Mother and Daughter Attacked by Exotic Cat After Animal Escapes from an Illinois Home
Caracals are typically found in regions of Africa and northwest India and can weigh anywhere between 25-40 pounds.
By Joelle Goldstein
June 25, 2019
An Illinois mother and daughter were left injured and terrified after being attacked by a rare exotic cat while walking through their neighborhood.
The large animal, which Bloomington police officials identified as a Caracal, was reportedly living in a nearby home but had escaped, CI Proud reports.
The frightening encounter occurred over the weekend, while a mother and her child were enjoying a Sunday stroll through their Bloomington neighborhood, according to the outlet.
Their walk took a terrifying turn, however, when the pair came across the Caracal which was also walking down the sidewalk before it launched its attack.
Bloomington Police Department responded to the scene just before 11 a.m., where they were reportedly informed by residents that the large cat had pounced on the child before the mother was able to distract it and bring her daughter to safety.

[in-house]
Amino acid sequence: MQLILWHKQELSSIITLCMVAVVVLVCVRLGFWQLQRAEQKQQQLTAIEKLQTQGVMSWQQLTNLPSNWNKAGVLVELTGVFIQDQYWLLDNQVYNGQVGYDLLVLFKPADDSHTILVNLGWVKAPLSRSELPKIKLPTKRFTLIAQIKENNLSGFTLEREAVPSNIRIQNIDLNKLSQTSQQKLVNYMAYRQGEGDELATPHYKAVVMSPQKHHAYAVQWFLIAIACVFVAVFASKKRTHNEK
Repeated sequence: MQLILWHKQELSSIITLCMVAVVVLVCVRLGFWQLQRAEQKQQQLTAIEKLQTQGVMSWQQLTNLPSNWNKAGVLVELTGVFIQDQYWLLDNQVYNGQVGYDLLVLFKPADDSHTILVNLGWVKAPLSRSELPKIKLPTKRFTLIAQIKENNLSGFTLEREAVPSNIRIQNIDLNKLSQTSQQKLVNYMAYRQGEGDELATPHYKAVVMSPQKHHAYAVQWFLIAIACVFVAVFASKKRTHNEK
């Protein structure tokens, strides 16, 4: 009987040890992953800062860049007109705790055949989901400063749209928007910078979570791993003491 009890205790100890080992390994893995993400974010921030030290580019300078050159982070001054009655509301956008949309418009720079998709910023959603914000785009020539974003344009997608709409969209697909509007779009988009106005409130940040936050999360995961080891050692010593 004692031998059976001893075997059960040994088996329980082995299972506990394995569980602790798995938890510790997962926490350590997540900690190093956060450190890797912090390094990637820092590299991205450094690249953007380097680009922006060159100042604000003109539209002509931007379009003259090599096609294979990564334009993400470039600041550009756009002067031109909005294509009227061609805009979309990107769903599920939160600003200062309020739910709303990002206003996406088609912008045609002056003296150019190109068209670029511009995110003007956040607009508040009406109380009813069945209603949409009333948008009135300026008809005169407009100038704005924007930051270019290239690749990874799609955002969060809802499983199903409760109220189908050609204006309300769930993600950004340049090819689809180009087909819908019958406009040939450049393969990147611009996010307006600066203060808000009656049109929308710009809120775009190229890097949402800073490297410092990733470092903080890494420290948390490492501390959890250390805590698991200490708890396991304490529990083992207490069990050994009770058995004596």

Once police and animal control arrived, the Caracal was shot after it lunged at them, CI Proud reports. Officials were also able to locate the owner of the cat and reportedly issued several ordinance violations.
It is not illegal to own a Caracal in the state of Illinois, though similar animals, such as leopards, ocelots, jaguars, lynx, bobcats, and cheetahs, are prohibited, according to Big Cat Rescue.
The woman and her child luckily did not suffer any life-threatening injuries but were treated for puncture wounds and scratches, CI Proud reports.
Bloomington Police Department did not immediately respond to PEOPLE’s request for comment.
Caracals, which are similar to a lynx, are typically found in regions of Africa and northwest India and can weigh anywhere between 25-40 pounds, according to the Smithsonian National Zoo and Conservation Biology Institute.
They are sometimes referred to as desert lynx because of the long, black-furred tufts on their ears, according to the biology institute.
As carnivores, the Caracal usually preys on birds, rodents, and small antelopes, according to the Smithsonian. Big Cat Rescue reports that they will not hesitate to kill prey larger than themselves.
Caracals, who are excellent jumpers, were also once trained for bird hunting in Iran and India and are capable of knocking down 10-12 birds at once, according to Big Cat Rescue.